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Zondo hears Kodwa was given R2mn by a tech company while ANC spokesperson

An investigator told the Zondo commission on Tuesday that Deputy State Security Minister Zizi Kodwa received payments and luxury accommodation worth more than R2-million when he was the ANC’s spokesperson, apparently in exchange for support on government tenders.

The payments, allegedly through former EOH executive Jehan Mackay, date from March 2015 to February 2016 and the extent of these came to light after the Zondo commission subpoenaed Kodwa’s bank statements, said Steven Powell, the managing director of ENSafrica Forensic.

The accommodation included a fortnight stay at a luxury guesthouse in Camps Bay, Cape Town, over the 2015 Christmas holiday at a cost of R230 000, as well as two stays of two days each at a property in nearby Nettleton Drive, Clifton, at a cost of R50 000 a night.

At number 5 Nettleton Drive, one of the most expensive streets in South Africa, Kodwa had a private chef who charged more than R3 000 an evening. During the same period, he was also hosted in Fresnay, also on the Atlantic seaboard, for three nights at a cost of R150 000, plus a further R11 150 for the services of chef.

In total, Powell said, the accommodation to which Kodwa was availed cost just more than R650 000. Documentation showed the invoices were sent to Philip Arnold at Clipper Financial Services, which had a working relationship with EOH.

Investigations showed that in November 2015, Kodwa forwarded to Mackay an email in which he was asked for prompt payment by a luxury car dealership. Bank statements showed a R50 000 transfer to Kodwa’s bank account three days later, this time from Mackay’s account.

“He seems to help Mr Kodwa out at times when Mr Kodwa’s balance was very low,” Powell commented.

Powell’s testimony was a follow-up to an appearance before the commission in November last year when he said an investigation into JSE-listed EOH revealed suspicious payments of close to R400 000 from Mackay to Kodwa.

Kodwa pre-empted the testimony in a letter to the ANC’s integrity commission, dated 21 May. “Importantly, I need to remind the integrity commission, that to date, there are no allegations of impropriety that have been made against me nor have I been criminally charged of any wrongdoing, and I maintain and still confirm my submissions on my relationship with Mr Mackay, and assistance, donations received during the period 2015-16.”

When Kodwa appeared before the ANC integrity commission in December, he described the payments as assistance from friends.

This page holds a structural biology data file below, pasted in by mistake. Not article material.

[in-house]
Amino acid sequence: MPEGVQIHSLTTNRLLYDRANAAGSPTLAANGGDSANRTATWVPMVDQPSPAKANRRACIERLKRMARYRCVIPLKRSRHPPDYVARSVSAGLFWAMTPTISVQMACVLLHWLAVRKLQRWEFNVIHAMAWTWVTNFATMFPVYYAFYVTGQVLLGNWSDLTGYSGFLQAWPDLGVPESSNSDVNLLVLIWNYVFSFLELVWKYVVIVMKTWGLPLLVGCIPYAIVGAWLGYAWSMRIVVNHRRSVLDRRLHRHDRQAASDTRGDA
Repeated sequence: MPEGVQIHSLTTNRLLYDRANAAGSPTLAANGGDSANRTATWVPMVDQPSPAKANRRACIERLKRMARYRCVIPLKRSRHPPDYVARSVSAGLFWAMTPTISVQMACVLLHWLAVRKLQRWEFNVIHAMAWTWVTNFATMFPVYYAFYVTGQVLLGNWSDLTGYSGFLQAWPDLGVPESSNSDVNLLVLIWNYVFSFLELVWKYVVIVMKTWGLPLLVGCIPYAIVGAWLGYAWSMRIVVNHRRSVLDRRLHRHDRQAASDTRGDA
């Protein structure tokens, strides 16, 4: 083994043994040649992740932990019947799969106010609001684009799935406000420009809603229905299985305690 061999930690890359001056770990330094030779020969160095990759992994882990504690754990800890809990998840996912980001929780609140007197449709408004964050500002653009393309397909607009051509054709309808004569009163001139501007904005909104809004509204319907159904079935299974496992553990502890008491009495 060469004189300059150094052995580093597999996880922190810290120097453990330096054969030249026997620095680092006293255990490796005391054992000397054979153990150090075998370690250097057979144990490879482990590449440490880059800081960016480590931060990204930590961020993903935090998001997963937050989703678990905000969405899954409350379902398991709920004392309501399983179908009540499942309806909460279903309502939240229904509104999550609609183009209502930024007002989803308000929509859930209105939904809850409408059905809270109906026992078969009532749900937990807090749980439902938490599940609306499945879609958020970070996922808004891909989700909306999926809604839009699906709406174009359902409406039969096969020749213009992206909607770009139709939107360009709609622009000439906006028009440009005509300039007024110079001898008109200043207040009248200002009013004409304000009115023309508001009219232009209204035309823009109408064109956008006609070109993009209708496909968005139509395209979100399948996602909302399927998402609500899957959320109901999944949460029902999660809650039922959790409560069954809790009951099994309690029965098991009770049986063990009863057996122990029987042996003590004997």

Powell said his further investigations, with greater access to emails between Mackay and Kodwa, and access to the latter’s bank records, revealed that the sum was five times higher.

Mackay and Kodwa also regularly exchanged emails regarding what appeared to be ANC donations over this period, Powell added. 

“In addition to payments to Kodwa at Mackay’s instance, EOH also made payments aggregating to more than R15-million to the ANC or its suppliers,” he said. “These seem to have had a direct link or connection to three different procurement processes.”

He said the tender processes were done at the department of home affairs, another with the Eastern Cape provincial education department and a third worth R90 million with the South African Social Security Agency.

The Eastern Cape contract went to a consortium in which EOH had a 40% shareholding. The contract was worth R217-million.

Emails exchanged between Mackay and Kodwa at the time show the former increasingly feeling that the outcome of the procurement process rested on EOH yielding to pressure from the provincial ANC structures to make a generous donation to the party, seemingly for a provincial general council meeting.

Some weeks later, a payment of R1-million to the party followed. On 30 March 2016, the tender was eventually awarded to the EOH consortium.

“So it looks like EOH did succumb to the pressure to make these donations,” Powell said.

EOH did not donate directly to the ANC but rather routed the funds through an entity called Mfundi Mobile, said Powell. 

It also featured in his November testimony when he said the company appeared to have been embroiled in efforts by Johannesburg mayor Geoff Makhubo to unlock funding for the ANC ahead of the 2016 local government elections.

“Mfundi Mobile acted as an intermediary,” he submitted.

EOH enlisted ENSafrica Forensic to conduct a forensic investigation into irregularities in dealings with the public sector.

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